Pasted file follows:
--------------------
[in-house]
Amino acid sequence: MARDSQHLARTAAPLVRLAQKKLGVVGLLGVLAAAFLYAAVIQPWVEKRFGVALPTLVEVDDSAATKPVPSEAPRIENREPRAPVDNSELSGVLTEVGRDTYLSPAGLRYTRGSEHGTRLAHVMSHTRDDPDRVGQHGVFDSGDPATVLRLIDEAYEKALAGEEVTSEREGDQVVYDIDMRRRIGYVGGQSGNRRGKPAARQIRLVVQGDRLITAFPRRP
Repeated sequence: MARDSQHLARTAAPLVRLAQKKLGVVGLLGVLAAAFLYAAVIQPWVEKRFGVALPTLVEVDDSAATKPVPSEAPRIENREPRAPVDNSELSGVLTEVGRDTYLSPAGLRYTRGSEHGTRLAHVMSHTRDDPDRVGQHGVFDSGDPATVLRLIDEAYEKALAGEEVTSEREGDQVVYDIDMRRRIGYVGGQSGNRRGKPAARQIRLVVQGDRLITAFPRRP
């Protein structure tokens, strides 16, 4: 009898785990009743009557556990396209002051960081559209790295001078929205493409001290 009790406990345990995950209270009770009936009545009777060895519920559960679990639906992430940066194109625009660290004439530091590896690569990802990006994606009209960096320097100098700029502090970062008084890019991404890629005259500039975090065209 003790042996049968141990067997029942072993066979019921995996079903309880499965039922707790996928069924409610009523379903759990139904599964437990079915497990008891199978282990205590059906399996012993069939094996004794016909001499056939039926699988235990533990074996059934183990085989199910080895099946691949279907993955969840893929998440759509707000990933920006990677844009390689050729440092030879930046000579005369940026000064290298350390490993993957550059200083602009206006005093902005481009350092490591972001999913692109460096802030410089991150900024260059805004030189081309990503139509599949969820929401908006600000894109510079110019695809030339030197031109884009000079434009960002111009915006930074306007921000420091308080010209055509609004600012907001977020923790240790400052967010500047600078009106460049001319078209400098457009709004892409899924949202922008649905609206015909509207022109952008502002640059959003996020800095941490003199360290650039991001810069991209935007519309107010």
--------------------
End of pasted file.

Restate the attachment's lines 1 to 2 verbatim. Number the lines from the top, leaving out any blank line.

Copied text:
[in-house]
Amino acid sequence: MARDSQHLARTAAPLVRLAQKKLGVVGLLGVLAAAFLYAAVIQPWVEKRFGVALPTLVEVDDSAATKPVPSEAPRIENREPRAPVDNSELSGVLTEVGRDTYLSPAGLRYTRGSEHGTRLAHVMSHTRDDPDRVGQHGVFDSGDPATVLRLIDEAYEKALAGEEVTSEREGDQVVYDIDMRRRIGYVGGQSGNRRGKPAARQIRLVVQGDRLITAFPRRP